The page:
Author Topic: Non-historian explores the heart and soul of the modern Filipino  (Read 13790 times)

Joe Carillo

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If politics is too important to leave to politicians, history is too important to leave to historians.

This thought, Filipino writer and creative writing professor Luis H. Francia says in jest but evidently meaning it in earnest as well, was what drove him to write A History of the Philippines: From Indios Bravos to Filipinos (Overlook Hardcover, 352 pages). The book, launched in the Philippines last July 13, is a poet and non-historian’s attempt to illumine the heart and soul of the modern Filipino as a multicultural, multiracial society.  

The term “Indios Bravos” in the book’s title—it means “Brave Indians,” an allusion to the Native Americans resisting brutal European colonization from the 1600s onwards—is actually a reference to how Filipino national hero Jose Rizal and his fellow ilustrados labeled themselves during their own campaign for Philippine nationhood in Europe in the late 1800s. Their campaign against Spain’s repressive colonial rule over the 7,100-island archipelago marked the beginning of the nationalist consciousness that led to the Philippine Revolution in 1898—a revolution that, however, was to be forestalled by the occupation of the Philippines by the United States, under which the country was again colonized for over 40 years before finally gaining independence in 1946.

“When I finished [writing] the book,” Francia says, “I realized that colonialism is part and parcel of our heritage, whether we like it or not. So we might as well embrace it. Even in our country’s name, we carry the burden and the blessing of colonialism. If we keep decrying our past, we only assign ourselves the role of victim.”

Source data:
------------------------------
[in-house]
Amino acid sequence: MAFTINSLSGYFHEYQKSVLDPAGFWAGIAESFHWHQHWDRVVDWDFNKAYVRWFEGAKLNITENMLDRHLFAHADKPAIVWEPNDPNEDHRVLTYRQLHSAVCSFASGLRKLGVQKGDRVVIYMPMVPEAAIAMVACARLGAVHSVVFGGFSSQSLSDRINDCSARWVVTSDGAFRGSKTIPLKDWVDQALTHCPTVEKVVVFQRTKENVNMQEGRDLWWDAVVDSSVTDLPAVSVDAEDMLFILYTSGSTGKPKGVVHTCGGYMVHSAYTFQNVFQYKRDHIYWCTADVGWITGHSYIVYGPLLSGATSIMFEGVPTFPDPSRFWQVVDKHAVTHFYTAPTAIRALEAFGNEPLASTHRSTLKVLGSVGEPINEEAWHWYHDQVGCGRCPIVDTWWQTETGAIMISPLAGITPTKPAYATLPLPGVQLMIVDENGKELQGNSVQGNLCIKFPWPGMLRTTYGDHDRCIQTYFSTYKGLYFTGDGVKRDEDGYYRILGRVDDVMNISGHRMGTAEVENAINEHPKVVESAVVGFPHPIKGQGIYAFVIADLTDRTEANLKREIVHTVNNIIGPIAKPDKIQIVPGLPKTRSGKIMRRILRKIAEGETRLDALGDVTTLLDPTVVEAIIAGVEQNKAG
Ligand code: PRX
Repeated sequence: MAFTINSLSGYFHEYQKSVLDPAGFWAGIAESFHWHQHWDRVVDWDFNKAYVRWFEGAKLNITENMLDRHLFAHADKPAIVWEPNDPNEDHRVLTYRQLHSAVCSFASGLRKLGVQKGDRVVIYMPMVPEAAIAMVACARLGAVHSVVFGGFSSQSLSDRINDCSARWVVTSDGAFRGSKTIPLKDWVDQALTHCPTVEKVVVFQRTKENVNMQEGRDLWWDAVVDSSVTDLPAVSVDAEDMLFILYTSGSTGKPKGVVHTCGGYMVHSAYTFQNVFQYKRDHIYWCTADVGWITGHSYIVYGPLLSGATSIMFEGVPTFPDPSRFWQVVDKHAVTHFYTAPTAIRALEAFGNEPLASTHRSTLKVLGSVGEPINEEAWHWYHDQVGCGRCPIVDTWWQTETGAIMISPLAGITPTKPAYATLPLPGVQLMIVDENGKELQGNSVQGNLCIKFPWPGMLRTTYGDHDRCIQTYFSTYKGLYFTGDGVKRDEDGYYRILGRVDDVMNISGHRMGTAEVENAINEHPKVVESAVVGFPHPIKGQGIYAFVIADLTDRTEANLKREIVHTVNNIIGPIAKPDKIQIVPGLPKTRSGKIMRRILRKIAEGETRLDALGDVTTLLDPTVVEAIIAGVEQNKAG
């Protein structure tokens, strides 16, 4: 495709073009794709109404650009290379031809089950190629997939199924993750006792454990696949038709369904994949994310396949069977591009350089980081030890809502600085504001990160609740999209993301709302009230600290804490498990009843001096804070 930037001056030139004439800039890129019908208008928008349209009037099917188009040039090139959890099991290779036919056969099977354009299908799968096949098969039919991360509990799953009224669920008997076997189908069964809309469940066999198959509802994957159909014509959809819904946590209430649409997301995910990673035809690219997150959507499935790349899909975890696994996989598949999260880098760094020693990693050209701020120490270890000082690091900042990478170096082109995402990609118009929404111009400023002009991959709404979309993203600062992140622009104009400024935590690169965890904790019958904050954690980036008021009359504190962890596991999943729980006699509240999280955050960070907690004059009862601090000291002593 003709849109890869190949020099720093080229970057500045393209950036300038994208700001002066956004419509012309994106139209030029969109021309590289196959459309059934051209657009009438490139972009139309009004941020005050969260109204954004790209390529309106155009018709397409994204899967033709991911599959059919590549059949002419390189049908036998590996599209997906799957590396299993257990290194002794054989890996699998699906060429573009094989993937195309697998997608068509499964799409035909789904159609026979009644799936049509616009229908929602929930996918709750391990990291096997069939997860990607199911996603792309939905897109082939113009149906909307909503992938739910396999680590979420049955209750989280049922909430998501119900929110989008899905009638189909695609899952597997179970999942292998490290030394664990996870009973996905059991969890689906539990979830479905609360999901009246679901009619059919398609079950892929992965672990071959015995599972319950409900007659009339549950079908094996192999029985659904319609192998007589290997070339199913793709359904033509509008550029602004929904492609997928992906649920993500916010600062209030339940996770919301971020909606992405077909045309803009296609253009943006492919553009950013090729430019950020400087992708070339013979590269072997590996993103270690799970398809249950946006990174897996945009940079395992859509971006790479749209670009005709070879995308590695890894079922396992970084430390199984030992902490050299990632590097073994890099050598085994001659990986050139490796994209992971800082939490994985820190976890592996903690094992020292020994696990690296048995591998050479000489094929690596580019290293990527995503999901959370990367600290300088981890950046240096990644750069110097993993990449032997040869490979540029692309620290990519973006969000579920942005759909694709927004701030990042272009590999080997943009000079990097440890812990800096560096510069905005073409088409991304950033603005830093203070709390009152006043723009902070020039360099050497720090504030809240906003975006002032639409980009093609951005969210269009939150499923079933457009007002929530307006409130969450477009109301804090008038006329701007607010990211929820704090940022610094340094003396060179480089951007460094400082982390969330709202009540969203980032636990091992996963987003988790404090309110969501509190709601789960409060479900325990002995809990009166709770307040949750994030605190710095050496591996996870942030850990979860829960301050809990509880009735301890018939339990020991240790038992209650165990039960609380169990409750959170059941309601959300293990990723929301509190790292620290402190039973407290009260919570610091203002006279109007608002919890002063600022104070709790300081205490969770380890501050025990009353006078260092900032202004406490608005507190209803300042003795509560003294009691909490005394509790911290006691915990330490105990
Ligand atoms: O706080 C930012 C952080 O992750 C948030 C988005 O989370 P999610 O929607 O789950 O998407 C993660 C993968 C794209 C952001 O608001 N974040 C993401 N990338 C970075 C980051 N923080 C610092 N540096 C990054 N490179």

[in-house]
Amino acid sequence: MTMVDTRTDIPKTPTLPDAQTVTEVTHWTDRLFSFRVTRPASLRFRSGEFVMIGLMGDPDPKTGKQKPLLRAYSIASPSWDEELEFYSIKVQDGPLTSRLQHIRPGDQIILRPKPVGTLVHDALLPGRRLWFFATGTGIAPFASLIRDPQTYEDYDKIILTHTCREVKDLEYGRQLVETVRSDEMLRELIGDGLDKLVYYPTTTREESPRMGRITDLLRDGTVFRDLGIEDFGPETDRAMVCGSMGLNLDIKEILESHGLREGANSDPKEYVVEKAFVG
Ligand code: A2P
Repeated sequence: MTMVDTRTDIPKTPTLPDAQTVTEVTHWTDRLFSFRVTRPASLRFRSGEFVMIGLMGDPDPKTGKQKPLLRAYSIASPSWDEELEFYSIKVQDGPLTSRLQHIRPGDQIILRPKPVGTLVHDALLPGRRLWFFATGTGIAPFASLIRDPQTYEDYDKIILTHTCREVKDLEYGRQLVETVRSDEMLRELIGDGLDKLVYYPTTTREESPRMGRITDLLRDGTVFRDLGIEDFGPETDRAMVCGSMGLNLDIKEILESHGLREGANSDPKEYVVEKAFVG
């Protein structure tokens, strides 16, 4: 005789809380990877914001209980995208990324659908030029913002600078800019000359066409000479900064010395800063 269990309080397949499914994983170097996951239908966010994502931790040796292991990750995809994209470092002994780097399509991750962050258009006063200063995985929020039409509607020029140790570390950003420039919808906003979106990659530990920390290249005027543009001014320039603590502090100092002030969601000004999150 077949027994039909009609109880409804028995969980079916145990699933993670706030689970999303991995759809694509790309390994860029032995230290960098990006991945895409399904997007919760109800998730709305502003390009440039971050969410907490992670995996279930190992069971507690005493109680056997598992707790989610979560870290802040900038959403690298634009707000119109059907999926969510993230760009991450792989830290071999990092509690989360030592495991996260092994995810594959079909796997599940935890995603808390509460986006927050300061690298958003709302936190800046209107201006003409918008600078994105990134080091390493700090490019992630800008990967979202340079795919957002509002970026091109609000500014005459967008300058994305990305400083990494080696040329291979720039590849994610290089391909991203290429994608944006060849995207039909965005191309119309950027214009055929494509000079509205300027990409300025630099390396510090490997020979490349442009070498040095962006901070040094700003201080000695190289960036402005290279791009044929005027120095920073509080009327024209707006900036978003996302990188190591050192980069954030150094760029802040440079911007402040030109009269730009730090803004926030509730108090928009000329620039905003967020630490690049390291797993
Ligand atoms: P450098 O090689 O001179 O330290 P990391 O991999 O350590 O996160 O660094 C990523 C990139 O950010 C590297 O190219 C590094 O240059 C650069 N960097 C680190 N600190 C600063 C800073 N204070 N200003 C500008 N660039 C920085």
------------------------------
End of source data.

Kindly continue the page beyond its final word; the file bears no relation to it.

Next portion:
Francia thus hopes that by explaining the country’s colonial past from a non-historian’s perspective, A History of the Philippines: From Indios Bravos to Filipinos would arm both Filipino and non-Filipino readers with a more inclusive world view of the Philippines. As he says, “I really think that there is an artificial divide between a nationalist and an internationalist when, in fact, I think they are complementary. Knowing what separates us from other nations is necessary up to a point, but now we have to start thinking as part of a larger community.”

Read Natali Pearson's "From 'Indios Bravos' to Filipinos," a review of Luis H. Francia's book, in the website now!

Read "Fil-Am poet Luis Francia honored with lifetime achievement award" in the website now!

Luis H. Francia, a prize-winning writer who resides in the United States, teaches at New York University and Hunter College. He also teaches creative writing at City University of Hong Kong and is on the board of the Asian American Writers Workshop. He writes for numerous international journals and magazines and is the author of several books, including Eye of the Fish: A Personal Archipelago, a semi-autobiographical account of growing up in the Philippines. This book won the 2002 PEN Open Book and Asian American Writers Literary Awards.
« Last Edit: June 12, 2021, 10:37:24 AM by Joe Carillo »